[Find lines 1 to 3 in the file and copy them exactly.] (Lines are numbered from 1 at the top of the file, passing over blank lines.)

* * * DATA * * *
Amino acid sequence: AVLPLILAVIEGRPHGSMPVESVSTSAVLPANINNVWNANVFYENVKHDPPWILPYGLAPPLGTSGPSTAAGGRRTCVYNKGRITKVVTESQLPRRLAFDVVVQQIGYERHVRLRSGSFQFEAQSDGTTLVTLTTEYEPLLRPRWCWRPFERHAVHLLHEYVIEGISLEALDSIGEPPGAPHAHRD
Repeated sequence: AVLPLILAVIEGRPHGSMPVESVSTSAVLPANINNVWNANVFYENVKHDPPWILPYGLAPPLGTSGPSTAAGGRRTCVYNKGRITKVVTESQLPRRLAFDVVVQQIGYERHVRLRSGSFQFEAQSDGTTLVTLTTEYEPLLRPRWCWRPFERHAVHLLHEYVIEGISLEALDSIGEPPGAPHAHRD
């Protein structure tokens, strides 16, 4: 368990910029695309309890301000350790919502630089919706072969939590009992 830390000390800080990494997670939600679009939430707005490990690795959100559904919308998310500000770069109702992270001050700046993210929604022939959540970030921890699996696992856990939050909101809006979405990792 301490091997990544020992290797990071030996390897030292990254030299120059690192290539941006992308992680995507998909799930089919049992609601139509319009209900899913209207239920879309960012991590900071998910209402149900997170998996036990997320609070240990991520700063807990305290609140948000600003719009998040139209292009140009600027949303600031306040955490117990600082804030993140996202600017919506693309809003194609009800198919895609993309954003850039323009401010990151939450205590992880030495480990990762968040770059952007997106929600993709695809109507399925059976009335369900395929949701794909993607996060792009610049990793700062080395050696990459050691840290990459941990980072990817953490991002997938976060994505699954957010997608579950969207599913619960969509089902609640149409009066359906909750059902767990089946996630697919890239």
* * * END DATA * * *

Amino acid sequence: AVLPLILAVIEGRPHGSMPVESVSTSAVLPANINNVWNANVFYENVKHDPPWILPYGLAPPLGTSGPSTAAGGRRTCVYNKGRITKVVTESQLPRRLAFDVVVQQIGYERHVRLRSGSFQFEAQSDGTTLVTLTTEYEPLLRPRWCWRPFERHAVHLLHEYVIEGISLEALDSIGEPPGAPHAHRD
Repeated sequence: AVLPLILAVIEGRPHGSMPVESVSTSAVLPANINNVWNANVFYENVKHDPPWILPYGLAPPLGTSGPSTAAGGRRTCVYNKGRITKVVTESQLPRRLAFDVVVQQIGYERHVRLRSGSFQFEAQSDGTTLVTLTTEYEPLLRPRWCWRPFERHAVHLLHEYVIEGISLEALDSIGEPPGAPHAHRD
């Protein structure tokens, strides 16, 4: 368990910029695309309890301000350790919502630089919706072969939590009992 830390000390800080990494997670939600679009939430707005490990690795959100559904919308998310500000770069109702992270001050700046993210929604022939959540970030921890699996696992856990939050909101809006979405990792 301490091997990544020992290797990071030996390897030292990254030299120059690192290539941006992308992680995507998909799930089919049992609601139509319009209900899913209207239920879309960012991590900071998910209402149900997170998996036990997320609070240990991520700063807990305290609140948000600003719009998040139209292009140009600027949303600031306040955490117990600082804030993140996202600017919506693309809003194609009800198919895609993309954003850039323009401010990151939450205590992880030495480990990762968040770059952007997106929600993709695809109507399925059976009335369900395929949701794909993607996060792009610049990793700062080395050696990459050691840290990459941990980072990817953490991002997938976060994505699954957010997608579950969207599913619960969509089902609640149409009066359906909750059902767990089946996630697919890239």